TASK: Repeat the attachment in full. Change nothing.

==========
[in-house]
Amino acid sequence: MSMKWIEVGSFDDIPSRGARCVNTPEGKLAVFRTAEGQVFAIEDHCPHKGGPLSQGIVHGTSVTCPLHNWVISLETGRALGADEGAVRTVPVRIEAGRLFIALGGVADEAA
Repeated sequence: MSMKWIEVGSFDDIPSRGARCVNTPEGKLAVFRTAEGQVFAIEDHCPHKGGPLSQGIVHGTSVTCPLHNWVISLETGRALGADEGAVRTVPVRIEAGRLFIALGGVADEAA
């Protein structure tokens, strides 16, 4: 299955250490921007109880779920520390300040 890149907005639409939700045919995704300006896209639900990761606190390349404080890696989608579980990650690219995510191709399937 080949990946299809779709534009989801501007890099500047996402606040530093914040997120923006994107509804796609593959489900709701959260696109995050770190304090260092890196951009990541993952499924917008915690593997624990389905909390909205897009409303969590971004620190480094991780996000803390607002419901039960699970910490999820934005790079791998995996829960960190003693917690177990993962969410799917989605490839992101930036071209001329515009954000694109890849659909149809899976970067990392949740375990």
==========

[in-house]
Amino acid sequence: MSMKWIEVGSFDDIPSRGARCVNTPEGKLAVFRTAEGQVFAIEDHCPHKGGPLSQGIVHGTSVTCPLHNWVISLETGRALGADEGAVRTVPVRIEAGRLFIALGGVADEAA
Repeated sequence: MSMKWIEVGSFDDIPSRGARCVNTPEGKLAVFRTAEGQVFAIEDHCPHKGGPLSQGIVHGTSVTCPLHNWVISLETGRALGADEGAVRTVPVRIEAGRLFIALGGVADEAA
């Protein structure tokens, strides 16, 4: 299955250490921007109880779920520390300040 890149907005639409939700045919995704300006896209639900990761606190390349404080890696989608579980990650690219995510191709399937 080949990946299809779709534009989801501007890099500047996402606040530093914040997120923006994107509804796609593959489900709701959260696109995050770190304090260092890196951009990541993952499924917008915690593997624990389905909390909205897009409303969590971004620190480094991780996000803390607002419901039960699970910490999820934005790079791998995996829960960190003693917690177990993962969410799917989605490839992101930036071209001329515009954000694109890849659909149809899976970067990392949740375990």